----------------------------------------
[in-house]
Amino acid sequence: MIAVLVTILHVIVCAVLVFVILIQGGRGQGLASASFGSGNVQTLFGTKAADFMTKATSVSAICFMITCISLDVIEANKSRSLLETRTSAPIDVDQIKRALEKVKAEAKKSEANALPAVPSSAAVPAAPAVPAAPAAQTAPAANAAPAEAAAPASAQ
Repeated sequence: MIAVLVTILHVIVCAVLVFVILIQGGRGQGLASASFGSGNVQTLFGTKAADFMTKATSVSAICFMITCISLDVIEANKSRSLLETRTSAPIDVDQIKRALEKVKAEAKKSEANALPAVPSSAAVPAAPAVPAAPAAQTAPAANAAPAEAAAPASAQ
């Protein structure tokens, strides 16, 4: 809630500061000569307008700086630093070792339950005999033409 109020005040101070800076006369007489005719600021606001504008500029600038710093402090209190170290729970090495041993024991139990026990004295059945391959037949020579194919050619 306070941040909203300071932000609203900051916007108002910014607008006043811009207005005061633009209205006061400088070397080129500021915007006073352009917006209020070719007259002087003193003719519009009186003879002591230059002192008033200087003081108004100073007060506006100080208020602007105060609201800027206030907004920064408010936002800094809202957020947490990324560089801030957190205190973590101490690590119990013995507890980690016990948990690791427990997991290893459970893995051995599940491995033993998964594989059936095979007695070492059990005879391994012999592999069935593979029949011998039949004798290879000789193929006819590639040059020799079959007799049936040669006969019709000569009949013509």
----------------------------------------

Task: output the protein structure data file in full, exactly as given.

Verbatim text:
[in-house]
Amino acid sequence: MIAVLVTILHVIVCAVLVFVILIQGGRGQGLASASFGSGNVQTLFGTKAADFMTKATSVSAICFMITCISLDVIEANKSRSLLETRTSAPIDVDQIKRALEKVKAEAKKSEANALPAVPSSAAVPAAPAVPAAPAAQTAPAANAAPAEAAAPASAQ
Repeated sequence: MIAVLVTILHVIVCAVLVFVILIQGGRGQGLASASFGSGNVQTLFGTKAADFMTKATSVSAICFMITCISLDVIEANKSRSLLETRTSAPIDVDQIKRALEKVKAEAKKSEANALPAVPSSAAVPAAPAVPAAPAAQTAPAANAAPAEAAAPASAQ
């Protein structure tokens, strides 16, 4: 809630500061000569307008700086630093070792339950005999033409 109020005040101070800076006369007489005719600021606001504008500029600038710093402090209190170290729970090495041993024991139990026990004295059945391959037949020579194919050619 306070941040909203300071932000609203900051916007108002910014607008006043811009207005005061633009209205006061400088070397080129500021915007006073352009917006209020070719007259002087003193003719519009009186003879002591230059002192008033200087003081108004100073007060506006100080208020602007105060609201800027206030907004920064408010936002800094809202957020947490990324560089801030957190205190973590101490690590119990013995507890980690016990948990690791427990997991290893459970893995051995599940491995033993998964594989059936095979007695070492059990005879391994012999592999069935593979029949011998039949004798290879000789193929006819590639040059020799079959007799049936040669006969019709000569009949013509």